Pashman Stein Walder Hayden partners James A. Plaisted and Justin P. Walder, along with co-counsel James Cecchi and Lindsey Taylor of Carella Byrne, are pleased to announce a resolution in favor of a statewide class of inmates' family members in an action against Global Tel Link Corp. (GTL), a prison technology company, and its subsidiaries in a case regarding overcharged inmate calling services. Pashman Stein attorneys Dennis Smith and Matthew Frisch were also part of the legal team representing the class.
On May 28, 2020, Global Tel Link Corp. agreed to a deal worth up to $25 million in cash and phone credits. The settlement is pending preliminary approval in the U.S. District Court for the District of New Jersey. Under the deal, Global Tel Link Corp. will reimburse its current customers in account credits and payout former customers in cash, capping the individual payout at $5,000.
In August 2018, U.S. District Judge William J. Martini certified the class of thousands of individuals, comprised of individuals who were incarcerated in a New Jersey prison or correctional institution from 2006 to 2016, as well as their friends and family members, who used GTL's phone system, or who set up a payment account to talk with inmates in a New Jersey prison using GTL's Advance Pay system.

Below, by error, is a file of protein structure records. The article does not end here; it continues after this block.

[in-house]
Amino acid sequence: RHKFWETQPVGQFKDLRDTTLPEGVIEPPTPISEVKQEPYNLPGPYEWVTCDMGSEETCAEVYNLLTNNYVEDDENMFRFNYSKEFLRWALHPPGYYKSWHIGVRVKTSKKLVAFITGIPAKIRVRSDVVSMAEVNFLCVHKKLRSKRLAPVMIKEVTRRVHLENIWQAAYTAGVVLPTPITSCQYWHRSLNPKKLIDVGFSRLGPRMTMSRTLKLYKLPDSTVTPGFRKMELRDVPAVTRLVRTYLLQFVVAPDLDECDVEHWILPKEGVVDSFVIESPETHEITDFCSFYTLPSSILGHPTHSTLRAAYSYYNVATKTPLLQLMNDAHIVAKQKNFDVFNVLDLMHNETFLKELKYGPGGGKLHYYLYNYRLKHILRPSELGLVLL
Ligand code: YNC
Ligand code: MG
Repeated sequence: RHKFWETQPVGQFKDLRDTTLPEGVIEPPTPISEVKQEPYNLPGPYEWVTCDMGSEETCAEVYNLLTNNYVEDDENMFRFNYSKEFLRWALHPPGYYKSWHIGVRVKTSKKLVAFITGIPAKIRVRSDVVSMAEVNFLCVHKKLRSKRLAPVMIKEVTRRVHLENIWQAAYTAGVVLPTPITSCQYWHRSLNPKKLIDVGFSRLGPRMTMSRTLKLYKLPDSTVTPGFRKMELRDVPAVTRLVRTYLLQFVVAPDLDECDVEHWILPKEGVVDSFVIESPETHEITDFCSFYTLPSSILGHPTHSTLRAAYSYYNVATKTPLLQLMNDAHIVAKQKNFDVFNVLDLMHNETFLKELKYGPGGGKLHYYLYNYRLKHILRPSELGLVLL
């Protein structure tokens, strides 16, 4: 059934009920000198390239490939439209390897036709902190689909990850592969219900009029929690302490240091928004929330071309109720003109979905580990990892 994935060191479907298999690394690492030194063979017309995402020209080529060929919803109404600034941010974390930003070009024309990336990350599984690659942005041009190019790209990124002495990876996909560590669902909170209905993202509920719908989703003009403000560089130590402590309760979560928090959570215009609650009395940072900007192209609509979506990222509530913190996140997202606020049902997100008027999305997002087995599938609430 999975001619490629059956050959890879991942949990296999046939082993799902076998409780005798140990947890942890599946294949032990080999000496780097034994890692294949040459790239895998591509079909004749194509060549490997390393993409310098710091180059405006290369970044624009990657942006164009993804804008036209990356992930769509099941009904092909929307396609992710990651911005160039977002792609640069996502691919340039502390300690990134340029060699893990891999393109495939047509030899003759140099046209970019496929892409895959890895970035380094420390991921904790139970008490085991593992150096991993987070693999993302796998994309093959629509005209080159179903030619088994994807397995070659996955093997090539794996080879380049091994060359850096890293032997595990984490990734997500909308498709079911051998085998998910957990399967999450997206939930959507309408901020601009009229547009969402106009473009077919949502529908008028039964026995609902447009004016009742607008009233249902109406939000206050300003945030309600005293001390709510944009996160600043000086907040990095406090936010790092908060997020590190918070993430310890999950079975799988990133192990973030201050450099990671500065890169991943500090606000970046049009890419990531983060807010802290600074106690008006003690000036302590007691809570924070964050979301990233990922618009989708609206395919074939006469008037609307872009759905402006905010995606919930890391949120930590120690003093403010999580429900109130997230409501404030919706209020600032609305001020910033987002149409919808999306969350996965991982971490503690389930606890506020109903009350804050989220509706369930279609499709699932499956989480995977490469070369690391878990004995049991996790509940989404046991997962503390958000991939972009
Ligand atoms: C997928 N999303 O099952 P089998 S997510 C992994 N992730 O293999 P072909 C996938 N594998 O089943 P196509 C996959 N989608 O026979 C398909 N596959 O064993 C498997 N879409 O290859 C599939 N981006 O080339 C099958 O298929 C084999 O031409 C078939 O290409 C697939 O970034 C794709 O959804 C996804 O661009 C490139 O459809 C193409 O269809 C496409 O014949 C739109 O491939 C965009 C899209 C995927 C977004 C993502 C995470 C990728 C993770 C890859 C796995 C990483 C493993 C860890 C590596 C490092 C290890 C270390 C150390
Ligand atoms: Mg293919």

The relatives, friends and family of prisoners were required to set up a payment account to talk with their loved ones who were in a New Jersey prison using the defendant’s Advance Pay system. Those affected by the defendant’s rates estimate they were overcharged up to 100 times the market rate for phone calls.
"We are proud this long-running case has finally come to a successful result. The settlement prohibits all further delays in recovery on behalf of the class," said James Plaisted.
Justin Walder added, “This is an important recovery for incarcerated individuals and their mothers and grandmothers, children and spouses, and other family members who had no choice but to be controlled by the monopoly that set the phone rates. Communicating with loved ones in prison should not mean spending hard-earned money to satisfy exorbitant fees. Moreover, this ability to communicate has been proven to help reduce recidivism and helps prisoners’ transition back into society.”
The lawsuit originated in August 2013, alleging that the phone charges were unconscionable and violated the New Jersey Consumer Fraud Act, the Fifth Amendment’s takings clause and various other aspects of New Jersey and federal law.
The case is Bobbie James et al. v. Global Tel Link Corp. et al., case number 2:13-cv-04989.